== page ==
Tennis Elbow (Lateral Epicondylitis)

Tennis elbow is a painful condition caused by overuse of the forearm muscles and tendons, resulting in pain on the outside of the elbow.

The basics

Tennis elbow, or lateral epicondylitis, is a painful condition that affects the elbow due to repetitive motions that strain the muscles and tendons in the forearm and elbow. This can affect athletes, painters, carpenters, and computer users. Symptoms include pain and tenderness on the outer part of the elbow, weakness in the forearm, and difficulty gripping objects. Treatment options include rest, ice, physical therapy, and anti-inflammatory medications. Surgery may be necessary in rare cases. Early treatment is important to prevent further damage and speed up healing.

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The presentation of tennis elbow typically involves pain and tenderness in the outer part of the elbow, which may radiate into the forearm and wrist. The pain is usually worsened by gripping or twisting motions of the wrist and can be accompanied by weakness in the affected arm. Additional symptoms of tennis elbow may include:

  • Pain and tenderness in the outer part of the elbow, which may radiate into the forearm and wrist
  • Pain that worsens with activity
  • Stiffness in the elbow joint
  • Difficulty lifting or carrying objects
  • Weakness in the grip
  • Tenderness or swelling around the elbow
  • Tingling or numbness that radiates down the arm

These symptoms can range from mild to severe and may affect one or both arms. It is important to seek medical attention if you are experiencing symptoms of tennis elbow to receive a proper diagnosis and treatment plan.

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Therapies & treatments


Physiotherapy is a common treatment intervention for tennis elbow injuries. A physiotherapist can help with strengthening and stretching exercises, joint mobilization techniques, and manual therapy to help alleviate pain and improve range of motion.

Steroid Injections

Corticosteroid injections can help to reduce inflammation and pain associated with tennis elbow injuries. They are usually reserved for cases where other treatments have not been effective.

Ultrasound Therapy

Ultrasound therapy uses high-frequency sound waves to stimulate deep tissues, promoting healing and reducing pain. It is a non-invasive and safe treatment option for tennis elbow injuries.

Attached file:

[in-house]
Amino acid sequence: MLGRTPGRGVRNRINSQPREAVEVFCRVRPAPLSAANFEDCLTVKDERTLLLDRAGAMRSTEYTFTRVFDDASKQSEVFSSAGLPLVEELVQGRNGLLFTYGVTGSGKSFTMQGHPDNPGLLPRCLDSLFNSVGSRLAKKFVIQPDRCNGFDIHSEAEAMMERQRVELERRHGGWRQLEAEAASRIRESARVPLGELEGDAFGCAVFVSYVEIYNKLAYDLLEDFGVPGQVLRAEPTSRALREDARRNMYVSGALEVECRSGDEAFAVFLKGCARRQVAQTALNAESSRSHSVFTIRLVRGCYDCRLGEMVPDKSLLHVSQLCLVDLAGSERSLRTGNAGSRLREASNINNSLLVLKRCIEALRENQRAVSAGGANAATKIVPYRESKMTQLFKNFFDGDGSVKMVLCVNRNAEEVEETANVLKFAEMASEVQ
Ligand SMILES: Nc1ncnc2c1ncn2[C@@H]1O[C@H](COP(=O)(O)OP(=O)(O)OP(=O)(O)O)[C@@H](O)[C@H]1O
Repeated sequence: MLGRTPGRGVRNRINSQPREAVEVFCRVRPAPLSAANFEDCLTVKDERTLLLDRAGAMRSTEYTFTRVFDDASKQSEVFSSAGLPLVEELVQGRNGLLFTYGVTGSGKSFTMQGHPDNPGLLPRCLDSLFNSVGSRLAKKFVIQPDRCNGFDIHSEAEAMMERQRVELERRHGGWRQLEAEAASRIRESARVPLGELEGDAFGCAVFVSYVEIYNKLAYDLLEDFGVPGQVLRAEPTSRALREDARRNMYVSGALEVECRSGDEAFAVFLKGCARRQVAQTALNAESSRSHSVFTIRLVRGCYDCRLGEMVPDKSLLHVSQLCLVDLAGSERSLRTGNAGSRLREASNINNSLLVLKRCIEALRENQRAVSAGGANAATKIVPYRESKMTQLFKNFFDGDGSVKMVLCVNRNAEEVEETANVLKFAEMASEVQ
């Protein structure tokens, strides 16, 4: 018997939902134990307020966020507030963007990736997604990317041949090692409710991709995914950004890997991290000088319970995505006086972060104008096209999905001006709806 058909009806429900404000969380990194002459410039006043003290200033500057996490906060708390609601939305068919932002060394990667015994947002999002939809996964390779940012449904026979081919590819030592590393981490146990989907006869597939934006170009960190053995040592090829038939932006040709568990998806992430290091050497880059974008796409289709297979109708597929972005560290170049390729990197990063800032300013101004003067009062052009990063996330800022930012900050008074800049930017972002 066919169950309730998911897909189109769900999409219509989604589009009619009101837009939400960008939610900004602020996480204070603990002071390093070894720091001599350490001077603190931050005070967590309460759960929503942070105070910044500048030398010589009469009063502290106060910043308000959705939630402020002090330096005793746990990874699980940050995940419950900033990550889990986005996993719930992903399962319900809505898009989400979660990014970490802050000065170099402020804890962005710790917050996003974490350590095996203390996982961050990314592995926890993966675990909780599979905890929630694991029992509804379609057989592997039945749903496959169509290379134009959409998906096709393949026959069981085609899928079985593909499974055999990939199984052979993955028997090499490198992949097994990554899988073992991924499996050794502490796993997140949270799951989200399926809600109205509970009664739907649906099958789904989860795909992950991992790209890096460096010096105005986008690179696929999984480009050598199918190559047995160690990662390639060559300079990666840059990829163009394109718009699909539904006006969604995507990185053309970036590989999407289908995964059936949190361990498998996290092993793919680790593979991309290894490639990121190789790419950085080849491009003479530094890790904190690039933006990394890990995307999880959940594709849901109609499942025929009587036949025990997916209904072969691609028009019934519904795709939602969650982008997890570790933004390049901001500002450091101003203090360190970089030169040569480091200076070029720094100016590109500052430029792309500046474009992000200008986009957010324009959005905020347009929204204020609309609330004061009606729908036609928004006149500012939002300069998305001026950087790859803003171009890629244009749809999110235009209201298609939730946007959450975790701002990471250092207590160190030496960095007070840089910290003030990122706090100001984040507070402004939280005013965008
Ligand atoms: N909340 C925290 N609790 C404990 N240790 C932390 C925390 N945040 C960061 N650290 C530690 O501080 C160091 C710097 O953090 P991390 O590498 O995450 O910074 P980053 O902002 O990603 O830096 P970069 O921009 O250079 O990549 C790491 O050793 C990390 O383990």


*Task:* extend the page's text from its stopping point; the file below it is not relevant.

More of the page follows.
Platelet-Rich Plasma (PRP) Therapy

PRP therapy involves the injection of concentrated platelets from the patient's own blood into the affected area. This can help to promote healing and reduce pain and inflammation.

Topical Analgesics

Topical analgesics such as lidocaine patches or creams can provide temporary relief from pain associated with tennis elbow injuries.

Non-Steroidal Anti-Inflammatory Drugs (NSAIDs)

NSAIDs such as ibuprofen or naproxen can help to reduce inflammation and pain associated with tennis elbow injuries. They should be used with caution and under the guidance of a healthcare professional.

Functional Movement Training

Functional movement training involves exercises and techniques to improve posture, body mechanics, and movement patterns to reduce pain and prevent further injury. A physiotherapist or exercise physiologist can help develop a personalized functional movement plan for individuals with tennis elbow injuries.

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Self-care strategies

Rest and Recovery

Rest is important for reducing inflammation and allowing the tendons in the elbow to heal. Avoid activities that aggravate your symptoms and give your elbow time to recover.

Stretching and Strengthening Exercises

Gentle stretching and strengthening exercises can help improve flexibility and build strength in the muscles and tendons that support the elbow. Your physical therapist can recommend exercises that are safe and effective for your condition.

Ergonomic Adjustments

Making ergonomic adjustments to your workstation or tools can help reduce strain on your elbow and reduce the likelihood of exacerbating your symptoms. For example, using an ergonomic keyboard or mouse can reduce strain on the forearm muscles.

Ice and Heat Therapy

Applying ice or heat to the affected area can help reduce pain and inflammation. Ice should be used in the first 24-48 hours after an injury, while heat can be used to help loosen the muscles and improve circulation.

Mind-Body Techniques

Mind-body techniques, such as deep breathing, meditation, and yoga, can help reduce stress and tension in the body, which can exacerbate pain and inflammation. Incorporating these techniques into your self-care routine can help promote relaxation and reduce pain.

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Tennis Elbow (Lateral Epicondylitis)

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